Backlash Slaps Microsoft's 'Help-a-Friend-Dump-XP' Plea
Microsoft's appeal to its technically-advanced customers to help friends and family ditch Windows XP did not quite work out like the company had hoped.
Mon, February 10, 2014
Computerworld — Microsoft's appeal to its technically-advanced customers to help friends and family ditch Windows XP did not quite work out like the company had hoped.
Rather than jump to assist people they knew who still ran the soon-to-be-retired XP, users blasted the plea in comments appended to Microsoft's Friday entreaty.
"Ummm...how about NO? Is the word 'NO' in Microsoft's vocabulary?" asked Steve Chabot in one of those comments posted Sunday. "I will not advocate upgrades that require people to relearn the basics of a user interface or replace perfectly good hardware simply for the privilege of running an overblown phone OS."
On Friday, Microsoft asked its technically astute customers to help others migrate from Windows XP, but mentioned only Windows 8.1 as a solution. "We need your help spreading the word to ensure people are safe and secure on modern up-to-date PCs," wrote Brandon LeBlanc, a Microsoft marketing communications manager, in a blog post.
LeBlanc suggested readers assist others in either upgrading their current Windows XP personal computer to Windows 8.1 -- assuming the hardware is up to snuff -- or help them pick out a new PC to replace their aged machine.
That riled users, many of whom cited their financial straits, saying that they had neither the money for a $120 copy of Windows 8.1 much less hundreds more for a new computer. Business owners chimed in too, noting that their businesses rely on software that only run on XP or arguing that to purchase new PCs would be foolish for their bottom lines when their current computers work fine.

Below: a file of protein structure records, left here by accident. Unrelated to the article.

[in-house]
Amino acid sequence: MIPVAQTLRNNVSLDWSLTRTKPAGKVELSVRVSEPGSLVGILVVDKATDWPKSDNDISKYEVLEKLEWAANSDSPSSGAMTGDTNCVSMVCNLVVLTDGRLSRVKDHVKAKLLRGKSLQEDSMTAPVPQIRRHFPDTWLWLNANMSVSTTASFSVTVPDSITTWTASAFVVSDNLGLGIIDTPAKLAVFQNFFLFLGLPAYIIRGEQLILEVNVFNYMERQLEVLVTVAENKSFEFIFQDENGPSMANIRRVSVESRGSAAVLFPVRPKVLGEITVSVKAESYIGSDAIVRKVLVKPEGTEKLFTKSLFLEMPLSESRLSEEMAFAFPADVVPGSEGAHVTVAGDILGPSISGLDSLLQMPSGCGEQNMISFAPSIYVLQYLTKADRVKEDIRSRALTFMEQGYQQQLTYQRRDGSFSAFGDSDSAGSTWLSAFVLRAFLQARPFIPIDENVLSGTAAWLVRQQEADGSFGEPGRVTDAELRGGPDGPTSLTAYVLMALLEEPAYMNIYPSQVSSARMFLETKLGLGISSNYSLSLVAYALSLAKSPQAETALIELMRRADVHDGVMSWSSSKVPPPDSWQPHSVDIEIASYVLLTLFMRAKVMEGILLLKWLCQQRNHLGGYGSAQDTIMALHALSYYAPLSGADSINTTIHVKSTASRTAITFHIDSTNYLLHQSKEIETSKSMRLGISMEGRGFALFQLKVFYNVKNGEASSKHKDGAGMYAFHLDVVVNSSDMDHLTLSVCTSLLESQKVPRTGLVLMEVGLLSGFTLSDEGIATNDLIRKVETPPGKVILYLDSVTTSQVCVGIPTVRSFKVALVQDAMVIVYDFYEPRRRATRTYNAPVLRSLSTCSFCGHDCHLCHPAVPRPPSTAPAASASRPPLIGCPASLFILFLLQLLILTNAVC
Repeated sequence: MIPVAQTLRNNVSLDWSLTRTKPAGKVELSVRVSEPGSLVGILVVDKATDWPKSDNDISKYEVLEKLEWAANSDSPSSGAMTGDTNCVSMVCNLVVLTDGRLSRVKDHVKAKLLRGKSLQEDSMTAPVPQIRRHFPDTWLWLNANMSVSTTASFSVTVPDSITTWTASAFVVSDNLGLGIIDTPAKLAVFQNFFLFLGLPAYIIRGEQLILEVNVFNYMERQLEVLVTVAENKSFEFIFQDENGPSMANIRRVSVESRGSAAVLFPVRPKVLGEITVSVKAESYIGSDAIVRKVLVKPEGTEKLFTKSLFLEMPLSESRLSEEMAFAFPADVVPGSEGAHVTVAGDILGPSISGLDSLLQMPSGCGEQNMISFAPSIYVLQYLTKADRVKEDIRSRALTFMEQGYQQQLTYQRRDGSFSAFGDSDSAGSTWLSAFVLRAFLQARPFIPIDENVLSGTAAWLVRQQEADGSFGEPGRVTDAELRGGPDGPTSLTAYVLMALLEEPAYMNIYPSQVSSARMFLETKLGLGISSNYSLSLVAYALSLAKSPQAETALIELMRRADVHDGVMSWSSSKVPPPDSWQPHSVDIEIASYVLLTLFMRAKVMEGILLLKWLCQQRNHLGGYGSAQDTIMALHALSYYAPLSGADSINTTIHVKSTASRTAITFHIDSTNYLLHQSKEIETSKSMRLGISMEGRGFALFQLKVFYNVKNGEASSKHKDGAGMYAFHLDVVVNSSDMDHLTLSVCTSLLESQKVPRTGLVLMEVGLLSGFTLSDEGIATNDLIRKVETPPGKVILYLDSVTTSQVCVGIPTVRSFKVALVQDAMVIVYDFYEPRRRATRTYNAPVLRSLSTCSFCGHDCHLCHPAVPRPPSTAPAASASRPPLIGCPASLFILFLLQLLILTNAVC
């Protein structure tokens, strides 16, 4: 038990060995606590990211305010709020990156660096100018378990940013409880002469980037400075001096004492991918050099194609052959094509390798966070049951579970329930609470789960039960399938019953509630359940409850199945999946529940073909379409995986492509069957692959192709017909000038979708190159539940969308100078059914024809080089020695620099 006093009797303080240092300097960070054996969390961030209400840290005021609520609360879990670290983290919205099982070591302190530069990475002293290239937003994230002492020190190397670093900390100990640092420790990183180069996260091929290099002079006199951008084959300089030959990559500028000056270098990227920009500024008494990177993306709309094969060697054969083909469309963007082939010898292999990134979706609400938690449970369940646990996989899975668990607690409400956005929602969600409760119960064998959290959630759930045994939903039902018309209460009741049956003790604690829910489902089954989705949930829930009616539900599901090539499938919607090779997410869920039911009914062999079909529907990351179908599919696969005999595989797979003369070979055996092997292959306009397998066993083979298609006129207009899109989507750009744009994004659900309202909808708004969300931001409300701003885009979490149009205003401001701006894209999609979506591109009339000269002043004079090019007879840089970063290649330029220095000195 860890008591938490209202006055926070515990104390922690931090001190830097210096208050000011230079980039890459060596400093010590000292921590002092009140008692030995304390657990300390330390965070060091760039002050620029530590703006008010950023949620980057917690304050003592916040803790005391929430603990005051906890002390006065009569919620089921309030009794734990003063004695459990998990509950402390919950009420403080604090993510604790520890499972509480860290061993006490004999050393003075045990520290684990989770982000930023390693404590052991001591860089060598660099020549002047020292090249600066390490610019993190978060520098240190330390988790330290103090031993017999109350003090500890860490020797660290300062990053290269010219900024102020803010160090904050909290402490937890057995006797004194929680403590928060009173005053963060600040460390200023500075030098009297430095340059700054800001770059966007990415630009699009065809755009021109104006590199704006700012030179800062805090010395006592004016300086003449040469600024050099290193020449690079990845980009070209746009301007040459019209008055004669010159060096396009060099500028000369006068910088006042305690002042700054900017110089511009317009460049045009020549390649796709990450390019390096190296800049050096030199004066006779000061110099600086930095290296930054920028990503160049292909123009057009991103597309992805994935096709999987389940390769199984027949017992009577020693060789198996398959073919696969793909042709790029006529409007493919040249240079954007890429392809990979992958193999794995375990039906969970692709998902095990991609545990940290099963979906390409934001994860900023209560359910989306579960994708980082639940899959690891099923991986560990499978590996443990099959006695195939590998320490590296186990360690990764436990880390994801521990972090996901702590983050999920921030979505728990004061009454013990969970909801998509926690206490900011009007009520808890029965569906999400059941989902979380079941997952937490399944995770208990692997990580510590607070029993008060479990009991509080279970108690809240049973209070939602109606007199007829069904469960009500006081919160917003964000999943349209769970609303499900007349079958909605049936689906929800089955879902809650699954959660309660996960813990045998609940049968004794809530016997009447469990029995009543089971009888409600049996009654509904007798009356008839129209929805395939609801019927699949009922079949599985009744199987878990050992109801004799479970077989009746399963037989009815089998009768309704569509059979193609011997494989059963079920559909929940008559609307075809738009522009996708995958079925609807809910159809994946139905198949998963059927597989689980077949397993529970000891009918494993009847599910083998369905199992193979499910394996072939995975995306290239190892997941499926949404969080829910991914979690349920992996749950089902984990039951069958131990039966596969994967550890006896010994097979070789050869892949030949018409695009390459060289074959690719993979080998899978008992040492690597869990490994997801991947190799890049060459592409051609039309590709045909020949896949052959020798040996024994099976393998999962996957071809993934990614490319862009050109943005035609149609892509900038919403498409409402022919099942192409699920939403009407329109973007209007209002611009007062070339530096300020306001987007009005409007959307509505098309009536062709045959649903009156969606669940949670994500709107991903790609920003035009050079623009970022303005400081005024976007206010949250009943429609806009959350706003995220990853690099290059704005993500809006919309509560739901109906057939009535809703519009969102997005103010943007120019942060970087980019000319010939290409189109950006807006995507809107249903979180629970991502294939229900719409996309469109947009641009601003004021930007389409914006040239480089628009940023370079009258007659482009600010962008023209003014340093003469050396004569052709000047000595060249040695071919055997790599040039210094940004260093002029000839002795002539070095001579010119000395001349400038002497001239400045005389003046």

LeBlanc's pitch stemmed from the impending support cut-off for Windows XP. After nearly 13 years, Microsoft will provide the last public security updates for XP on April 8. After that date, Microsoft and outside security experts have predicted, those XP-powered PCs will be in the crosshairs of cyber criminals.
Others blasted LeBlanc for writing what they viewed as an advertisement for Windows 8.1. "Honestly, this sounds more like a sales pitch for Windows 8.1 than any kind of interest in what is actually best for my friends and family," said Naru in a Saturday comment. "Had the article actually mentioned both Windows 7 and Windows 8.1 as options, I would be able to take it more seriously."
Microsoft has pulled Windows 7 from its own online and retail stores, and stopped selling it to retailers last October. Still, most retailers have stocked up on Windows 7, and continue to move the 2009 OS at prices between $90 and $100.